December 26, 2005

Becoming Famous Public Intellectuals: A Stolen Idea

A good while back, dear reader, we, the crack young staff of “The Hatemonger’s Quarterly,” mentioned that we pine to become illustrious public intellectuals—the sorts of fellows and lasses who are sufficiently famous in the world of letters to spend alternate Tuesdays bashing Pat Buchanan on “Hardball.” For this, naturally, is how you can tell if you are a really serious intellect.

Anyway, given the recent spate of e-popularity this humble “weblog” has enjoyed since its impressive last-place finish in the 2005 Weblog Awards, we have been contemplating all the more ways to vault into intellectual superstardom. After literally minutes of brainstorming, we are embarrassed to admit that we haven’t come up with much. For some reason, every time we attempt to channel a deep thought, visions of turkey jerky get in the way. Odd, isn’t it? We blame Ron Popeil.

Still, we, the crack young staff of “The Hatemonger’s Quarterly,” did recall one famous intellectual’s sure-fire advice for becoming fellow members of the public intellectual tribe. David Brooks, the New York Times columnist chiefly known for offering watered-down versions of conservatism to the knuckle-dragging paleo-liberals in his reading audience and paying the price with a massive stack of hate mail, wrote the much-discussed tome Bobos in Paradise. If we recall correctly, the book offered a witty description of some of the most noxious people on earth, and then claimed that they are wonderful.

More importantly to our designs, Brooks argues that the way to become a famous public intellectual is to write a completely implausible article. This will compel your fellow hacks to rebuke you, and ensure that you will be a big player in the small world of intellectual superstardom. Brooks’ humorous example was Francis Fukyama, whose “End of History” article was about as plausible as Madonna being a virgin.

So, we thought to ourselves, Brooks may be on to something. After all, Maureen Dowd is a famous public intellectual, and she’s never even penned a mildly convincing sentence. If you may permit us to invent our own memorable quip, every word Maureen Dowd has ever written is a lie, including “and” and “the.” Take that, Mary McCarthy, Lillian Hellman, and Dick Cavett.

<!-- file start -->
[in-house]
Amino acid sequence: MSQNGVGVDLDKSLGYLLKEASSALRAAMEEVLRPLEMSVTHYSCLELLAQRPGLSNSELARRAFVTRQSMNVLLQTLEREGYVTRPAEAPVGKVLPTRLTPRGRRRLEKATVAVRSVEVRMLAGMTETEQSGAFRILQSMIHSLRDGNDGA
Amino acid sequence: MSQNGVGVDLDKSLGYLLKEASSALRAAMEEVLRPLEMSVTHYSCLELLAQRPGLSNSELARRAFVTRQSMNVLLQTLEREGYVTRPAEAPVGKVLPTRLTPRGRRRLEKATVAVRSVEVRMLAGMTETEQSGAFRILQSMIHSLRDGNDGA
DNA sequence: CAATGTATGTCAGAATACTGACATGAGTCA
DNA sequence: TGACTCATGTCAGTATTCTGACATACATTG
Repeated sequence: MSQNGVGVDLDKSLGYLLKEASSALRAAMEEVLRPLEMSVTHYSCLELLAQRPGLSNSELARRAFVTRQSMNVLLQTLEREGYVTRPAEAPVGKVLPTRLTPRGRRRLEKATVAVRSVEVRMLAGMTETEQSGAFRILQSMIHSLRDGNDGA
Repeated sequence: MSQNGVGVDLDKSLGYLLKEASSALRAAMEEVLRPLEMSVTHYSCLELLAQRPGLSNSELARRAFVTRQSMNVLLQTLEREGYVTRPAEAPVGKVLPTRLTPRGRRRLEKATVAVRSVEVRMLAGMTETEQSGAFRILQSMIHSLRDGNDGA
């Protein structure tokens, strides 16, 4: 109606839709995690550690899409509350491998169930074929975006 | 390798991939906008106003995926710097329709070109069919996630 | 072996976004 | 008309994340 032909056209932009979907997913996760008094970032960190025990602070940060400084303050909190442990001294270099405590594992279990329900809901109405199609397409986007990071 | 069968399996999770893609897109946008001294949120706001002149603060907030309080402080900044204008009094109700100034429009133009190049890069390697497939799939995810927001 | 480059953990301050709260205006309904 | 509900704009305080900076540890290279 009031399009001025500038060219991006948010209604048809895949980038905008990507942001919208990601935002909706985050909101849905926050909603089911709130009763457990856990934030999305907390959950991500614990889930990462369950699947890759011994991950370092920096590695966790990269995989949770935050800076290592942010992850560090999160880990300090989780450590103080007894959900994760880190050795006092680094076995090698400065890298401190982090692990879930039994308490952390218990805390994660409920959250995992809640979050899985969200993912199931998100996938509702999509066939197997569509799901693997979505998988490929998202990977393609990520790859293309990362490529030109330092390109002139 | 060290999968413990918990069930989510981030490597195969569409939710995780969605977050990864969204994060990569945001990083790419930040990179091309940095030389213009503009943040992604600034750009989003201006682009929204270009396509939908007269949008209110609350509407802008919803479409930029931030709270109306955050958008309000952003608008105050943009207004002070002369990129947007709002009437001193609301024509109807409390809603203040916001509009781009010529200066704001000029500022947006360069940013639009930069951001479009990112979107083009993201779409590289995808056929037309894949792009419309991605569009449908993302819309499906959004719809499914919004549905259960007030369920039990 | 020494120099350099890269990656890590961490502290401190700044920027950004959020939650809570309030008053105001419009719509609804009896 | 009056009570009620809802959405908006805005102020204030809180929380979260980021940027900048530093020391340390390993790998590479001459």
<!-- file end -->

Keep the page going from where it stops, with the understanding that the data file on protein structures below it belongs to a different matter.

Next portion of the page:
Okay, okay: It isn’t a bad idea. As such, we, the crack young staff of “The Hatemonger’s Quarterly,” must now drum up a beautifully incorrect article to publish. But what theme should we pick? What will really draw the ire of our fellow public intellectuals?

Herewith, dear reader, we present a few humble ideas for articles. We have offered them in the form of zippy titles, so that you can get a good sense of the brouhaha we intend to start up. Without further ado, then, we are pleased as petulant pigs to present:

“The Hatemonger’s Quarterly” Official Titles to Utterly Nonsensical Articles Aimed at Making the Crack Young Staff Famous Public Intellectuals

1. “Figs: The Real Source of the Problems with the Bush Doctrine”

2. “Flatulence: Your Way to Popularity with the Ladies”

3. “Ten Reasons Why Michael Scheuer Isn’t a Complete Ignoramus”

4. “Ending the War on Terror by Encouraging Pre-Teen Homosexuality”

5. “Art School: The True Path to Success”

6. “Joseph Stalin Was Right about Everything”

7. “Lose Weight and Stay Fit with the Circus Peanuts Diet”

8. “Wilson Philips: The Geniuses of Western Music”

9. “Howard Dean—Now More Electable than Ever”

Now, if we can only get The Atlantic Monthly to print one of these steaming heaps of garbage…

Posted at December 26, 2005 12:01 AM | TrackBack